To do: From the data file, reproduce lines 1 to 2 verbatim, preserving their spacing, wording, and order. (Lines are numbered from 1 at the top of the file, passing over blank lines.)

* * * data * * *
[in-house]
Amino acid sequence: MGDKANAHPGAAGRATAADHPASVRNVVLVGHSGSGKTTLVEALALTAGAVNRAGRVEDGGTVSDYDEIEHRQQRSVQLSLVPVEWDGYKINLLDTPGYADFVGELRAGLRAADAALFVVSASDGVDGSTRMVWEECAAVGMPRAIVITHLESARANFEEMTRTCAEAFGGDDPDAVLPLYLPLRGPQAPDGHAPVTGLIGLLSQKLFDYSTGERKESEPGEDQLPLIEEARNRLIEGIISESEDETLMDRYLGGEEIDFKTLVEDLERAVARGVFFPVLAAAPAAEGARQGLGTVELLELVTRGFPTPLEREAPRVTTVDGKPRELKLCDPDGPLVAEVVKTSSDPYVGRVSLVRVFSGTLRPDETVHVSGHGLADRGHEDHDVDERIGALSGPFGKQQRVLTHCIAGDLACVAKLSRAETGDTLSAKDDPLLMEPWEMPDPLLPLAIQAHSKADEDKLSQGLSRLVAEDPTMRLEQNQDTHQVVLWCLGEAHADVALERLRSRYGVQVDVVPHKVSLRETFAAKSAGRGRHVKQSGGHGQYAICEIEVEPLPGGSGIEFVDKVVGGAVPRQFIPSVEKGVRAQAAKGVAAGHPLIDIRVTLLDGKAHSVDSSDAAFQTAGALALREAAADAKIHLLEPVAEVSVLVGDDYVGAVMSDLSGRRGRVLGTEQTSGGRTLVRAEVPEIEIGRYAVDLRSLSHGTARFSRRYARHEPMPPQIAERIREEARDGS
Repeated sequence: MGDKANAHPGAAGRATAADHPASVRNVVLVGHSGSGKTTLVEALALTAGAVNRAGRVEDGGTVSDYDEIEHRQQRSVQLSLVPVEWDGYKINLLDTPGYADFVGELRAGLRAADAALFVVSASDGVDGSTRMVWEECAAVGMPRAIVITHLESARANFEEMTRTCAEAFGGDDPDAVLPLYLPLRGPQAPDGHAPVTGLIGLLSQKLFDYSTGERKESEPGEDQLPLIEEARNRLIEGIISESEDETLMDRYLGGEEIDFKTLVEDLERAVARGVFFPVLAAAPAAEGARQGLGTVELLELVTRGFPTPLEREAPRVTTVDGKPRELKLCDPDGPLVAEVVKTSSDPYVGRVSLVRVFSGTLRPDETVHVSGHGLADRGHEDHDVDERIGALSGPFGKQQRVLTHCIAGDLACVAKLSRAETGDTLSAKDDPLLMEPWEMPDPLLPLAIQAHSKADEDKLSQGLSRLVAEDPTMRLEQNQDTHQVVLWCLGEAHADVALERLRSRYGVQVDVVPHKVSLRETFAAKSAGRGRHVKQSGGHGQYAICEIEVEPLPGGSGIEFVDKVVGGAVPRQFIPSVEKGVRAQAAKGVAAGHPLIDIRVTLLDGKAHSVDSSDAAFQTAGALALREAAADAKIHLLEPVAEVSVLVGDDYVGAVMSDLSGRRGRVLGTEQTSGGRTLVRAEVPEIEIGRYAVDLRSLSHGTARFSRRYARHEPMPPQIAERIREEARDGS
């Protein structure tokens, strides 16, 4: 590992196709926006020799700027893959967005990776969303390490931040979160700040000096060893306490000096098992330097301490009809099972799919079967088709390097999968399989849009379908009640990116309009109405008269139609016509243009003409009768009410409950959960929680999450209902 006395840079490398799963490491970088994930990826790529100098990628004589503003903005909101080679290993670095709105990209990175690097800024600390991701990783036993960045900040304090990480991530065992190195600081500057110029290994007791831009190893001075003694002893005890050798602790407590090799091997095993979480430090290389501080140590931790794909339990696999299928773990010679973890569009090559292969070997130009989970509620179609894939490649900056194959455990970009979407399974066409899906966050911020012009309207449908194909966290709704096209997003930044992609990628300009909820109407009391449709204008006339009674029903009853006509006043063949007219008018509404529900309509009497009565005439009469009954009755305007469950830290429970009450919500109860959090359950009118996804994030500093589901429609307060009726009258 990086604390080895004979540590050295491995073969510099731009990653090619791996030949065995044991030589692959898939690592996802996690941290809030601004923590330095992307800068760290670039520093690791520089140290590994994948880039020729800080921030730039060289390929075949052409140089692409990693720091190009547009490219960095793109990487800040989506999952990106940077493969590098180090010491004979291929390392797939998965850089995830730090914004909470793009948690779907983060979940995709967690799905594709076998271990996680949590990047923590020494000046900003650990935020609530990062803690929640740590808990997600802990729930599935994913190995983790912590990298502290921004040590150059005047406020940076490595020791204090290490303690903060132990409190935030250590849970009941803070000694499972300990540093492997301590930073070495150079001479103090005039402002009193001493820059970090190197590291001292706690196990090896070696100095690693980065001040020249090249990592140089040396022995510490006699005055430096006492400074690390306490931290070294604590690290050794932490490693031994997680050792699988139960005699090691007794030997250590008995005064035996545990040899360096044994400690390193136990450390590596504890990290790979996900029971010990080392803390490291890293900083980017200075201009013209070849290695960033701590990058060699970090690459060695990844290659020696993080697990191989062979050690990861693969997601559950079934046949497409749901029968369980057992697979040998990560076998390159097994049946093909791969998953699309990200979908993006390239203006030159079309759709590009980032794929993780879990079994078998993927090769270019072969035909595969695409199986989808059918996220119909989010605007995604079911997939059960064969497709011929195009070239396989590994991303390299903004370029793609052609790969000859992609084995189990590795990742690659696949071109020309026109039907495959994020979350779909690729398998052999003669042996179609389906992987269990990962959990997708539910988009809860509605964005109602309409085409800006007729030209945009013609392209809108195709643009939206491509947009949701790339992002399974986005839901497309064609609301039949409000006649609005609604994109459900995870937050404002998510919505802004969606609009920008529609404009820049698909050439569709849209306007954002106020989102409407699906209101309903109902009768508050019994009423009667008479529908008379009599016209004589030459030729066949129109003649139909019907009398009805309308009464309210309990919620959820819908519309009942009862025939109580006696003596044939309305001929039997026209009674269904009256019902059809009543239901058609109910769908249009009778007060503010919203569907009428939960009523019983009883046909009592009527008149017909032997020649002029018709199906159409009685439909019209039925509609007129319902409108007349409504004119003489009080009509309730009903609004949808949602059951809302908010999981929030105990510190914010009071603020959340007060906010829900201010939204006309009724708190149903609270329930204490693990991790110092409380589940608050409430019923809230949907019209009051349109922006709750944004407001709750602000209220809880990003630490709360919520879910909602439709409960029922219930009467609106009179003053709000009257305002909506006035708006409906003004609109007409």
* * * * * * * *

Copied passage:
[in-house]
Amino acid sequence: MGDKANAHPGAAGRATAADHPASVRNVVLVGHSGSGKTTLVEALALTAGAVNRAGRVEDGGTVSDYDEIEHRQQRSVQLSLVPVEWDGYKINLLDTPGYADFVGELRAGLRAADAALFVVSASDGVDGSTRMVWEECAAVGMPRAIVITHLESARANFEEMTRTCAEAFGGDDPDAVLPLYLPLRGPQAPDGHAPVTGLIGLLSQKLFDYSTGERKESEPGEDQLPLIEEARNRLIEGIISESEDETLMDRYLGGEEIDFKTLVEDLERAVARGVFFPVLAAAPAAEGARQGLGTVELLELVTRGFPTPLEREAPRVTTVDGKPRELKLCDPDGPLVAEVVKTSSDPYVGRVSLVRVFSGTLRPDETVHVSGHGLADRGHEDHDVDERIGALSGPFGKQQRVLTHCIAGDLACVAKLSRAETGDTLSAKDDPLLMEPWEMPDPLLPLAIQAHSKADEDKLSQGLSRLVAEDPTMRLEQNQDTHQVVLWCLGEAHADVALERLRSRYGVQVDVVPHKVSLRETFAAKSAGRGRHVKQSGGHGQYAICEIEVEPLPGGSGIEFVDKVVGGAVPRQFIPSVEKGVRAQAAKGVAAGHPLIDIRVTLLDGKAHSVDSSDAAFQTAGALALREAAADAKIHLLEPVAEVSVLVGDDYVGAVMSDLSGRRGRVLGTEQTSGGRTLVRAEVPEIEIGRYAVDLRSLSHGTARFSRRYARHEPMPPQIAERIREEARDGS